Pears are among the oldest fruits and have been enjoyed since ancient times.
A ripe pear is not only delightfully sweet but is also an excellent addition to a balanced diet.
The problem is, as Ralph Waldo Emerson once said, you only have 10 minutes to enjoy a perfectly ripe pear.
Sure, he probably was exaggerating, but it is true that many home growers struggle to determine the best harvest time for pears.
When to harvest pears? Harvest your pears from late August to early October. They should be picked before they ripen (when they are still hard and green) because pears do not ripen on the tree. Left on the tree, they would ripen from the inside out.
How Do You Know When Your Pears Are Ready to Harvest?
Knowing if a pear is at its ideal harvest maturity is not easy.
Because the changes are not easily noticeable, it will take a bit of trial and error to develop a feel for when they are ready.
To give you the best chance, here are some tell-tale signs that it’s the right time to pick them:
As someone growing pears for the first time, one of the best indicators of harvest time is the fruit’s color.
When the color turns slightly yellow from green, you can start harvesting your pears.
It is subtle, but a softening of the pear’s texture from very hard to somehow firm is also an indication for you to pick your pear.
Immature pears are slightly smaller in size compared to mature ones.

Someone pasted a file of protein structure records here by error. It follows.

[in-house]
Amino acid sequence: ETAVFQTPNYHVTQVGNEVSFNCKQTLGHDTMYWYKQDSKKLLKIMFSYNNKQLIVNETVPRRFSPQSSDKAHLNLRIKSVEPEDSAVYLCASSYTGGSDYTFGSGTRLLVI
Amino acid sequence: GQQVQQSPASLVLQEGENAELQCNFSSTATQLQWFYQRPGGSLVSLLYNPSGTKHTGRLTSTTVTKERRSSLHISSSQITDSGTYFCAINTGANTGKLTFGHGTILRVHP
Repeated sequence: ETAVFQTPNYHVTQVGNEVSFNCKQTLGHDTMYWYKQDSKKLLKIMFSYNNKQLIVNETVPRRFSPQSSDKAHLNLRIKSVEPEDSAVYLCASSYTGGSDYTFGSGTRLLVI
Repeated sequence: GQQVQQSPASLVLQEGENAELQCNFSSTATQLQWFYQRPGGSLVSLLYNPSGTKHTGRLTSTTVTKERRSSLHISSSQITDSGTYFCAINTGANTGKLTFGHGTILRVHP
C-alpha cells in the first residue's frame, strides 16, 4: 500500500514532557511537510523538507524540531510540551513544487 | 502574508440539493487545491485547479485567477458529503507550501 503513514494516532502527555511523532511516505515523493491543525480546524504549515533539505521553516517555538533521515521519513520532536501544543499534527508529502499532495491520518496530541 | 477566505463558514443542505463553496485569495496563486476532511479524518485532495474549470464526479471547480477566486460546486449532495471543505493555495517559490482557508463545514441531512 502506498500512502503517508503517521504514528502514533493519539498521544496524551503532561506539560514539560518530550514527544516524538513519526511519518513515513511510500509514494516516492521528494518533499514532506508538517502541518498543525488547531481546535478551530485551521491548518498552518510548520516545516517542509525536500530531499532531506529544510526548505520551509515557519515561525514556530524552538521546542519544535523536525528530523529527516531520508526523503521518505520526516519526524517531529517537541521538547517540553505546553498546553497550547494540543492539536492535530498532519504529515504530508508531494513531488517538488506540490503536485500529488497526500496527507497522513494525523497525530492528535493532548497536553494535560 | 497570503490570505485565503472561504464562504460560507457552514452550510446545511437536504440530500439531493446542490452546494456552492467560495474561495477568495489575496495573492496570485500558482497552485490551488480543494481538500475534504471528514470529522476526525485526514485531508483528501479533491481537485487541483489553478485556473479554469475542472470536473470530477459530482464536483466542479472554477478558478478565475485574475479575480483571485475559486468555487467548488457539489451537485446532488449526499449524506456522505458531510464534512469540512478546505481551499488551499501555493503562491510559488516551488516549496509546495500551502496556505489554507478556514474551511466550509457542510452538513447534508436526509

In that case, you should look for bigger pears with fully formed shapes when figuring out which fruits to pick.
Ease of Picking
How easy they are to pick is the best way to tell if your pears are ready to pick.
To do this, you will want to choose one pear fruit, hold it in your hand, and tilt it horizontally.
A mature fruit will easily snap off the branch at this angle. If it holds on to the branch, it is not yet ready for picking.
How To Harvest Pears?
Similar to apricots and bananas, pears should be picked before they are ripe.
Then again, you shouldn’t harvest them too early, as doing so will most probably result in a difference in flavor and storage life.
Here’s what you should do to ensure the best taste, texture, and storage for your pears:
Step 1: Wait for the subtle lightening in color.
For most varieties, you should harvest pears once they begin to lighten their colors.
The immature and young fruit are deep green in color and will be slightly yellow once mature.
If you have European pears (Bartlett pears, for example), you should start harvesting when they begin to turn yellow.
The pears should still be hard, though. They will ripen after harvesting.
For Asian pears, you should harvest them once they are ripe and sweet.
Step 2: Pick pears by hand.
Harvesting pears is as easy as one, two, three.